Throughout recruitment at the beginning of the semester, I was just a bundle of nerves. There was a part of me that was excited because I never envisioned myself in a sorority, but I wanted to try something new. The other part of me was nervous that I would say the wrong thing and not complete recruitment or receive a bid.
With that, I did hide an important part of myself during the whole process. Of course, I talked about why I joined a sorority, my college experience so far (the positives and negatives), and the basic information about me you could find on my Facebook and Instagram. I never mentioned to anyone that part of the reason why I was rushing is because I haven't found my place yet on campus and I'm still trying to adjust to life away from home.
The main reason why I was having problems adjusting was because of my sexual orientation. In October 2016, I came out as pansexual. For the most part, a majority of people accepted me for who I am and was happy I felt free to be myself.
However, as expected, some did not have the same positive reaction. Many people who vocalized some negative thoughts/feelings had believed that I would suddenly be attracted to them (even when they are not my type), did not understand pansexuality and did not bother to try to understand, and/or believed I had contracted AIDS and would infect everyone. I have also run into troubles when it comes to dating as some people believe since I am pansexual, I am more prone to cheating on someone.
When I got to college, I became afraid of what people might think of me for being so open about my sexuality. I decided I wouldn't really tell people unless it seemed safe or I felt the need to. I tried attending queer student events on campus, but I always felt like people would stare at me like a caged animal at the zoo.
For those reasons, I didn't tell anyone about who I really was. I was afraid of being rejected and not having a chance to get into a sorority just off my sexuality. I thought some of the girls and my potential sisters would shy away from me and I just wouldn't fit in anywhere.
I guess my plan worked since I received a bid from Alpha Xi Delta. I was beyond excited to finally make new friends and be a part of something new, to finally start over and get involved on campus. However, I now felt the need to tell people since I was going to become a sister.
For weeks, I didn't tell anyone except a few of the already initiated sisters just to test out the waters. I didn't want to be labeled the "weird one," so depending on how often I saw someone and the closer I felt to them, the more comfortable I felt with telling them.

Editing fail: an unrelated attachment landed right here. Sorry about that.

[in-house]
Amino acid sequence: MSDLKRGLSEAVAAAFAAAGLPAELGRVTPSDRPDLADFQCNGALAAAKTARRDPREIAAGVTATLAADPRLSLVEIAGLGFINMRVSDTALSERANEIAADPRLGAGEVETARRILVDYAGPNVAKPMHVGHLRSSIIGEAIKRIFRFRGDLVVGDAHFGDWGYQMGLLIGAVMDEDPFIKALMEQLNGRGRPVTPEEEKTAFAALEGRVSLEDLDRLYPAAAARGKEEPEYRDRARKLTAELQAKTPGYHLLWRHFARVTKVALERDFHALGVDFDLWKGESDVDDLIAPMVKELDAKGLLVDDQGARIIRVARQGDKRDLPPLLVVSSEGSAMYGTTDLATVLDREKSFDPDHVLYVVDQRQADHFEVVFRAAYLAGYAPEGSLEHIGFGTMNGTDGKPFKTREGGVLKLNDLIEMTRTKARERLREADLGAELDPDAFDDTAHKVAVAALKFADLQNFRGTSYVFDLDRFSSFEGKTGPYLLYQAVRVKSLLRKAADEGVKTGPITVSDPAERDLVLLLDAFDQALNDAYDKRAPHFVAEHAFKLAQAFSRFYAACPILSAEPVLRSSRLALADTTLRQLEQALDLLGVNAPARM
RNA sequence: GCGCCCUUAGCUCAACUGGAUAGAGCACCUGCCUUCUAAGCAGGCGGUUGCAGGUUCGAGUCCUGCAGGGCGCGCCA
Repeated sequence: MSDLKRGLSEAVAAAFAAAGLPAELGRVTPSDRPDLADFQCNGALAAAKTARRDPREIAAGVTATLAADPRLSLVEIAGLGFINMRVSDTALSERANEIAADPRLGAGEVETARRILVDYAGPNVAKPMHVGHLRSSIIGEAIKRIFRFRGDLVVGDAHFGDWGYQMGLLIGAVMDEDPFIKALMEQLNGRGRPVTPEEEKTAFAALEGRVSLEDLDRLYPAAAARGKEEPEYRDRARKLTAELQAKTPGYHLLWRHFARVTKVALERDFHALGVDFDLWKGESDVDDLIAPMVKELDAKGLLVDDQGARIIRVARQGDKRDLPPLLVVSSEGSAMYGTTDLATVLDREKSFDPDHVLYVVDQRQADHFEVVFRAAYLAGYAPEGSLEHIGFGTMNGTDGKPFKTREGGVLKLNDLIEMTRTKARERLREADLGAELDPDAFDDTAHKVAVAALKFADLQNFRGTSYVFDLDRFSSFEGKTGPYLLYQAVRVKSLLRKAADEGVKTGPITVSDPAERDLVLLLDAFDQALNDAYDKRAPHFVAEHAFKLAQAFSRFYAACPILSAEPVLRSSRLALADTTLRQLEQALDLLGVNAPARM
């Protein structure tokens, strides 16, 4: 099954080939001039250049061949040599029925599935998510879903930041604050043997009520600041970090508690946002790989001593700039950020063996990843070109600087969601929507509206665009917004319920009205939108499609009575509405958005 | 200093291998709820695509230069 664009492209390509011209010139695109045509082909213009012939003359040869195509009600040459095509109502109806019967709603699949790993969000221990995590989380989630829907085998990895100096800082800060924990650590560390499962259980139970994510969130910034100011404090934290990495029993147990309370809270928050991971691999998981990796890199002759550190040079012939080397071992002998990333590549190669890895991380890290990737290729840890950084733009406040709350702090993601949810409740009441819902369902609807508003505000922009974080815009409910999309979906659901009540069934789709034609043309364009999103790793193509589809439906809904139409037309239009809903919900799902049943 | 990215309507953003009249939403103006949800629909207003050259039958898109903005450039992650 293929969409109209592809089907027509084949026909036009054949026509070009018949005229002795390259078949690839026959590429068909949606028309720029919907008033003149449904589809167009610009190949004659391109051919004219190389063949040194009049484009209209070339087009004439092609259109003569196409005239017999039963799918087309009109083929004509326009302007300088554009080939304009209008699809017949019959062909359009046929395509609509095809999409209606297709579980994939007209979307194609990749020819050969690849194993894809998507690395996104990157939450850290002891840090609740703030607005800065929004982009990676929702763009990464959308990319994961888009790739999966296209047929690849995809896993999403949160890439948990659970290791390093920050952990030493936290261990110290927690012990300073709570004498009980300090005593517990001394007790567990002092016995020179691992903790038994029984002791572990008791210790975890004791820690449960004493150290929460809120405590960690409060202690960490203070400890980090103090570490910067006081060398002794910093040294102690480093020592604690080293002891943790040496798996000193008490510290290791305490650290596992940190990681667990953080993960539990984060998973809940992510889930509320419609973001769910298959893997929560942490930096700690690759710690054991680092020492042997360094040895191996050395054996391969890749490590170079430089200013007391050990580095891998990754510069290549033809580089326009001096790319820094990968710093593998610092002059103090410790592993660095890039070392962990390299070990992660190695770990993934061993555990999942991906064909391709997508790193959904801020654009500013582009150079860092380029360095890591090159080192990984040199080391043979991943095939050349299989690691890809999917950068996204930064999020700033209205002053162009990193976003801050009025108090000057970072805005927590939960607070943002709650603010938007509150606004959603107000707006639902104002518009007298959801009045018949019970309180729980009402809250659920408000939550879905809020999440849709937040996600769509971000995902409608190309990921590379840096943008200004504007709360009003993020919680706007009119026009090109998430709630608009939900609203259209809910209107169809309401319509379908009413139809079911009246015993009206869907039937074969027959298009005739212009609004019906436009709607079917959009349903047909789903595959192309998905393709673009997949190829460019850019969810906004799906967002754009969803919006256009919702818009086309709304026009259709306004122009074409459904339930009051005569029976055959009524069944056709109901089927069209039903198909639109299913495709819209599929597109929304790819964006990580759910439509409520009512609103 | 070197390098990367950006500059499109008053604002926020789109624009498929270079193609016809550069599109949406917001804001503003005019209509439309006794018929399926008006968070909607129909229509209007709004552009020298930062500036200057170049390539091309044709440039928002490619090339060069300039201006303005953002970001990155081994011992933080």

Then, at a new member meeting, I had the opportunity to tell my soon-to-be sisters that I am pansexual. We did one of those activities where you realize you never know what struggles others might be facing and the importance of treating others with kindness and love. I was terrified when the words "I'm pansexual" fell from my lips.
I remember sitting in the huge circle, staring at everyone, and just shaking. I had no idea how these girls, some complete strangers, would react to me. I mean, if those who were close to me freaked out and practically shunned me, how would they react? Regardless, I did come out to my sisters.
The reaction from the girls made me feel so much relief though. For the first time, I didn't feel the need to hide who I am. These girls didn't reject me or talk to me any less. They still treated me as a friend and made me feel important, which is something I never even felt before. I felt like I actually mattered.
I think part of my worry was just because there is a stereotype when it comes to sororities, and for the longest time, I did believe it. Living most of my early childhood in Georgia and Texas, I knew what sorority girls looked like down there. On top of that, being queer and in a sorority was not even a possibility. I was living in constant fear due to my past and negative mindset.
With all of that, I am grateful to be pledging to Alpha Xi Delta. I know this is my home while in college and maybe for the rest of my life. I finally feel like I belong somewhere rather than worrying of being rejected just because of who I am. I am also now allowing more positivity into my life after realizing that I am surrounded by down to earth, kindhearted, genuine girls.
Thank you to my soon-to-be sisters for letting me express myself and loving me for it. I am honest when I say this is the happiest I've been in a very long time.